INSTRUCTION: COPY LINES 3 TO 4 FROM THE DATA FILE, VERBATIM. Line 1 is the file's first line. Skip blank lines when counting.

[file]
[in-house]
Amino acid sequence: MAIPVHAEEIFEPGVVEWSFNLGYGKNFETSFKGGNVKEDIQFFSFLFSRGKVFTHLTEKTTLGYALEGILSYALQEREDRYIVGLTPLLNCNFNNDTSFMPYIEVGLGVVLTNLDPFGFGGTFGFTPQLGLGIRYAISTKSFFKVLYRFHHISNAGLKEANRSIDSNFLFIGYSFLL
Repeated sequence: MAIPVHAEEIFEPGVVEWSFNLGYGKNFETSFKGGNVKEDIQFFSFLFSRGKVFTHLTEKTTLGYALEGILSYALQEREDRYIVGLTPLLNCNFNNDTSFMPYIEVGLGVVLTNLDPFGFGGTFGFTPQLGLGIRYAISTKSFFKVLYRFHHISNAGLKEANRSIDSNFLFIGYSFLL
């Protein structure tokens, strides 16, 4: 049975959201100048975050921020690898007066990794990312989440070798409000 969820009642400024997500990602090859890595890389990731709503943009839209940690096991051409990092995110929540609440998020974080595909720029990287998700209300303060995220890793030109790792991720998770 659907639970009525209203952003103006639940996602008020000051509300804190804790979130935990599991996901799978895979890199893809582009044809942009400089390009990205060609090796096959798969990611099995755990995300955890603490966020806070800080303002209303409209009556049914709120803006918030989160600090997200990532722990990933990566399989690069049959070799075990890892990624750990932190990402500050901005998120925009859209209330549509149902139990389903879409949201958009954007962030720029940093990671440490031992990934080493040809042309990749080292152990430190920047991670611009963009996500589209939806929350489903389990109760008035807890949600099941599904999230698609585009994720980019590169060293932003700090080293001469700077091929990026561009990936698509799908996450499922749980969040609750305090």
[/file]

Repeated sequence: MAIPVHAEEIFEPGVVEWSFNLGYGKNFETSFKGGNVKEDIQFFSFLFSRGKVFTHLTEKTTLGYALEGILSYALQEREDRYIVGLTPLLNCNFNNDTSFMPYIEVGLGVVLTNLDPFGFGGTFGFTPQLGLGIRYAISTKSFFKVLYRFHHISNAGLKEANRSIDSNFLFIGYSFLL
């Protein structure tokens, strides 16, 4: 049975959201100048975050921020690898007066990794990312989440070798409000 969820009642400024997500990602090859890595890389990731709503943009839209940690096991051409990092995110929540609440998020974080595909720029990287998700209300303060995220890793030109790792991720998770 659907639970009525209203952003103006639940996602008020000051509300804190804790979130935990599991996901799978895979890199893809582009044809942009400089390009990205060609090796096959798969990611099995755990995300955890603490966020806070800080303002209303409209009556049914709120803006918030989160600090997200990532722990990933990566399989690069049959070799075990890892990624750990932190990402500050901005998120925009859209209330549509149902139990389903879409949201958009954007962030720029940093990671440490031992990934080493040809042309990749080292152990430190920047991670611009963009996500589209939806929350489903389990109760008035807890949600099941599904999230698609585009994720980019590169060293932003700090080293001469700077091929990026561009990936698509799908996450499922749980969040609750305090």